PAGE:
EOS user exploits ‘dumb’ smart contract to make 1B tokens magically appear

Warning! There is a strong chance this will give readers a sense of déjà vu.
Another EOS EOS decentralized app (dApp) has severely botched an airdrop. This time, fledging gambling platform Se7ens is in the spotlight, after a community member managed to credit himself with a billion tokens by exploiting its poorly made smart contract.
Se7ens, an EOS-powered dice game, announced it would be distributing exactly half of its seven billion token supply to EOS holders. Developers were meant to send 10,000 tokens to each participating account, but instead were forced into sending so much more.
Below, we can see Se7en’s smart contract ‘mistakenly’ credit an EOS account with one billion SEVEN tokens. Shortly after, the tokens mysteriously disappeared.

“After I published [what happened] on Reddit, [SE7EN] silently cut my balance to 100,000 tokens and called it a bug bounty,” the account holder wrote. “I didn’t even receive any transaction in my history, and the tokens have magically disappeared. So, the team assigns themselves a freedom to modify user balances at will. I wonder how they plan to be listed on an exchange with such treatment of their assets.”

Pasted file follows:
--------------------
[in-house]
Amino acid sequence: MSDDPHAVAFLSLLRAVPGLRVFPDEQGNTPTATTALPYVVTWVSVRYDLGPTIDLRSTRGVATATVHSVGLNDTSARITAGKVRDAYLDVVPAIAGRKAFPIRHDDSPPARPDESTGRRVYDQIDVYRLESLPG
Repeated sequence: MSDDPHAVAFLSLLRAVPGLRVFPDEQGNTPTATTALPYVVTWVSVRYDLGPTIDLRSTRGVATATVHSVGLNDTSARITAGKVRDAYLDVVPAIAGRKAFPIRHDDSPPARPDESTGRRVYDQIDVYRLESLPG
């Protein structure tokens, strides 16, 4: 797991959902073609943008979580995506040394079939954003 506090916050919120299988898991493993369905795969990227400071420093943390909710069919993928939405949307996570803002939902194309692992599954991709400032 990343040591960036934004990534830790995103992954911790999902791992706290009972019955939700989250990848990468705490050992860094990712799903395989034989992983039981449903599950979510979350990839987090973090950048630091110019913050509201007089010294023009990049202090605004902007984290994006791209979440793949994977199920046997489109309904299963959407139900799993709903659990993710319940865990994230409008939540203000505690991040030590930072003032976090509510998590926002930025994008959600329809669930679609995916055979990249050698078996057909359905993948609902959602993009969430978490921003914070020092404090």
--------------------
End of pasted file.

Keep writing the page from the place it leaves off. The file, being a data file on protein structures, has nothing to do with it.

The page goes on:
Problems arose when the user noticed developers failed to build Se7en’s smart contract correctly. Strangely, they did not use the standard, pre-built EOS functions made specifically for sending tokens – “issue,” and “transfer.”
This meant cryptocurrency suddenly appeared in user accounts, rather than being transferred over the blockchain. There is no trace of the transactions being confirmed by the network.
To make matters worse, devs did not add any checks to ensure the amounts sent by its airdrop were correct. This is the security flaw that allowed the user to instantly credit himself with 100,000 times the intended amount.
This isn’t even the first time EOS dApp developers have screwed up an airdrop.
Truly, small-time cryptocurrency platform Trybe recently drew community ire after it suddenly accessed user accounts to retrieve tokens mistakenly sent by its smart contract-powered airdrop.
Source: The Next Web
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